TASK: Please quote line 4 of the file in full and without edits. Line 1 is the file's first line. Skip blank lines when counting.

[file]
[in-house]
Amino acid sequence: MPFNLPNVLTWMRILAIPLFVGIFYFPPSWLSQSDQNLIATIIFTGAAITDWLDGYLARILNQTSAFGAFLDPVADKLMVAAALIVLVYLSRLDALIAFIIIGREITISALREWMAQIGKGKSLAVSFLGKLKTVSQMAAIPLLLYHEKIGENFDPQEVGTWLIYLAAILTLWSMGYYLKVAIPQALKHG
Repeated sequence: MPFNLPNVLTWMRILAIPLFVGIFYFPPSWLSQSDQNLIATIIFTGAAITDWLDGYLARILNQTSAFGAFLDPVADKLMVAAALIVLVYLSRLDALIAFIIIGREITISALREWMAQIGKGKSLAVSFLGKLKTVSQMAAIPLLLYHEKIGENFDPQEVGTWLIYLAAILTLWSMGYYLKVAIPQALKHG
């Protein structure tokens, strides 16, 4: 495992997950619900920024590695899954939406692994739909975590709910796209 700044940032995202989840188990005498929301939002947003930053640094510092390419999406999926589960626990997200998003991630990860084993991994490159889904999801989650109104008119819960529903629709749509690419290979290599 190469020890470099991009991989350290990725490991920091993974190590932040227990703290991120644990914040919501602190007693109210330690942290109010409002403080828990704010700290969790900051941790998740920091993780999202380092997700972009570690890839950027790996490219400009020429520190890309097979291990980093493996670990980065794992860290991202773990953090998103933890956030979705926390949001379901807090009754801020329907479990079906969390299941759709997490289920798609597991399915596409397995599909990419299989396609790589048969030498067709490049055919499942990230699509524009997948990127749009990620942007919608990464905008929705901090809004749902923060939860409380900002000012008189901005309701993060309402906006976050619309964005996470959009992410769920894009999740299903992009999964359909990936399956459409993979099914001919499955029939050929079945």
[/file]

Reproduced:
């Protein structure tokens, strides 16, 4: 495992997950619900920024590695899954939406692994739909975590709910796209 700044940032995202989840188990005498929301939002947003930053640094510092390419999406999926589960626990997200998003991630990860084993991994490159889904999801989650109104008119819960529903629709749509690419290979290599 190469020890470099991009991989350290990725490991920091993974190590932040227990703290991120644990914040919501602190007693109210330690942290109010409002403080828990704010700290969790900051941790998740920091993780999202380092997700972009570690890839950027790996490219400009020429520190890309097979291990980093493996670990980065794992860290991202773990953090998103933890956030979705926390949001379901807090009754801020329907479990079906969390299941759709997490289920798609597991399915596409397995599909990419299989396609790589048969030498067709490049055919499942990230699509524009997948990127749009990620942007919608990464905008929705901090809004749902923060939860409380900002000012008189901005309701993060309402906006976050619309964005996470959009992410769920894009999740299903992009999964359909990936399956459409993979099914001919499955029939050929079945």